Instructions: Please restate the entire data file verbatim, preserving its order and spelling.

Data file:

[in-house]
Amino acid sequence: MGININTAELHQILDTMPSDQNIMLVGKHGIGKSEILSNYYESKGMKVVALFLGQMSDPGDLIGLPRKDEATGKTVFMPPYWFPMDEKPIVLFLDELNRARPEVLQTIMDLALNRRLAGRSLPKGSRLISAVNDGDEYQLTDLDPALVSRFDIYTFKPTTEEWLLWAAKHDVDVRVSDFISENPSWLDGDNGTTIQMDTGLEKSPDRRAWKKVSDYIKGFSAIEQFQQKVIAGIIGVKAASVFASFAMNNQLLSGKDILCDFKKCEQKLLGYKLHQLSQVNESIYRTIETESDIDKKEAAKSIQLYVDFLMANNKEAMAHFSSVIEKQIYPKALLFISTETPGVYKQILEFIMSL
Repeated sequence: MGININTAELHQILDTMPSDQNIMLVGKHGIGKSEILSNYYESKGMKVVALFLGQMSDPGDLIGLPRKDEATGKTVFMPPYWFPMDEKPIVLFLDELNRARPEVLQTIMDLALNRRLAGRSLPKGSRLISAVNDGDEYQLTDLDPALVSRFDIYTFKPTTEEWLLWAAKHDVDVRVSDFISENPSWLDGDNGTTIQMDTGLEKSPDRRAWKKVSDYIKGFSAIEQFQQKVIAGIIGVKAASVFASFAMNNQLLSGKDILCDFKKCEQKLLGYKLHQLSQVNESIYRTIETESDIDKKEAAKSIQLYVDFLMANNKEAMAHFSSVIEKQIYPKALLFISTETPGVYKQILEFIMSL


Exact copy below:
[in-house]
Amino acid sequence: MGININTAELHQILDTMPSDQNIMLVGKHGIGKSEILSNYYESKGMKVVALFLGQMSDPGDLIGLPRKDEATGKTVFMPPYWFPMDEKPIVLFLDELNRARPEVLQTIMDLALNRRLAGRSLPKGSRLISAVNDGDEYQLTDLDPALVSRFDIYTFKPTTEEWLLWAAKHDVDVRVSDFISENPSWLDGDNGTTIQMDTGLEKSPDRRAWKKVSDYIKGFSAIEQFQQKVIAGIIGVKAASVFASFAMNNQLLSGKDILCDFKKCEQKLLGYKLHQLSQVNESIYRTIETESDIDKKEAAKSIQLYVDFLMANNKEAMAHFSSVIEKQIYPKALLFISTETPGVYKQILEFIMSL
Repeated sequence: MGININTAELHQILDTMPSDQNIMLVGKHGIGKSEILSNYYESKGMKVVALFLGQMSDPGDLIGLPRKDEATGKTVFMPPYWFPMDEKPIVLFLDELNRARPEVLQTIMDLALNRRLAGRSLPKGSRLISAVNDGDEYQLTDLDPALVSRFDIYTFKPTTEEWLLWAAKHDVDVRVSDFISENPSWLDGDNGTTIQMDTGLEKSPDRRAWKKVSDYIKGFSAIEQFQQKVIAGIIGVKAASVFASFAMNNQLLSGKDILCDFKKCEQKLLGYKLHQLSQVNESIYRTIETESDIDKKEAAKSIQLYVDFLMANNKEAMAHFSSVIEKQIYPKALLFISTETPGVYKQILEFIMSL